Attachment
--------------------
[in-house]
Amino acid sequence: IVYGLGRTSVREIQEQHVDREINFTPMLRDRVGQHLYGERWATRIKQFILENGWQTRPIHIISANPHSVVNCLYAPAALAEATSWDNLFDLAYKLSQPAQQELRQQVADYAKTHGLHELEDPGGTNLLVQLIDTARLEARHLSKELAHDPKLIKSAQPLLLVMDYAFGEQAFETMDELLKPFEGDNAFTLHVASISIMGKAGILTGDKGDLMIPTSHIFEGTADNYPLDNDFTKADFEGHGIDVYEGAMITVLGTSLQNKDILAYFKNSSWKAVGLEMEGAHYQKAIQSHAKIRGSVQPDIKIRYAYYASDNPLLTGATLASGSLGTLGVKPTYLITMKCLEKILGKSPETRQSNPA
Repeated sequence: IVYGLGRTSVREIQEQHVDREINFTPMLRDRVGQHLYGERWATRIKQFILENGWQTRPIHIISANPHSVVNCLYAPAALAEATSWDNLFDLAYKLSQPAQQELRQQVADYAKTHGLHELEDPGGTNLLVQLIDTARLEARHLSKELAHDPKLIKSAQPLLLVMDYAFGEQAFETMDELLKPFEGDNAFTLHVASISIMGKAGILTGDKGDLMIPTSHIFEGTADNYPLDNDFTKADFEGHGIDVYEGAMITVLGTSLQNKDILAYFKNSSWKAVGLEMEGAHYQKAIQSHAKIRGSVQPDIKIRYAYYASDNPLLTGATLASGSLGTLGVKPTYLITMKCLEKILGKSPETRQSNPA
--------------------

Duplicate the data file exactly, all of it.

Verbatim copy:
[in-house]
Amino acid sequence: IVYGLGRTSVREIQEQHVDREINFTPMLRDRVGQHLYGERWATRIKQFILENGWQTRPIHIISANPHSVVNCLYAPAALAEATSWDNLFDLAYKLSQPAQQELRQQVADYAKTHGLHELEDPGGTNLLVQLIDTARLEARHLSKELAHDPKLIKSAQPLLLVMDYAFGEQAFETMDELLKPFEGDNAFTLHVASISIMGKAGILTGDKGDLMIPTSHIFEGTADNYPLDNDFTKADFEGHGIDVYEGAMITVLGTSLQNKDILAYFKNSSWKAVGLEMEGAHYQKAIQSHAKIRGSVQPDIKIRYAYYASDNPLLTGATLASGSLGTLGVKPTYLITMKCLEKILGKSPETRQSNPA
Repeated sequence: IVYGLGRTSVREIQEQHVDREINFTPMLRDRVGQHLYGERWATRIKQFILENGWQTRPIHIISANPHSVVNCLYAPAALAEATSWDNLFDLAYKLSQPAQQELRQQVADYAKTHGLHELEDPGGTNLLVQLIDTARLEARHLSKELAHDPKLIKSAQPLLLVMDYAFGEQAFETMDELLKPFEGDNAFTLHVASISIMGKAGILTGDKGDLMIPTSHIFEGTADNYPLDNDFTKADFEGHGIDVYEGAMITVLGTSLQNKDILAYFKNSSWKAVGLEMEGAHYQKAIQSHAKIRGSVQPDIKIRYAYYASDNPLLTGATLASGSLGTLGVKPTYLITMKCLEKILGKSPETRQSNPA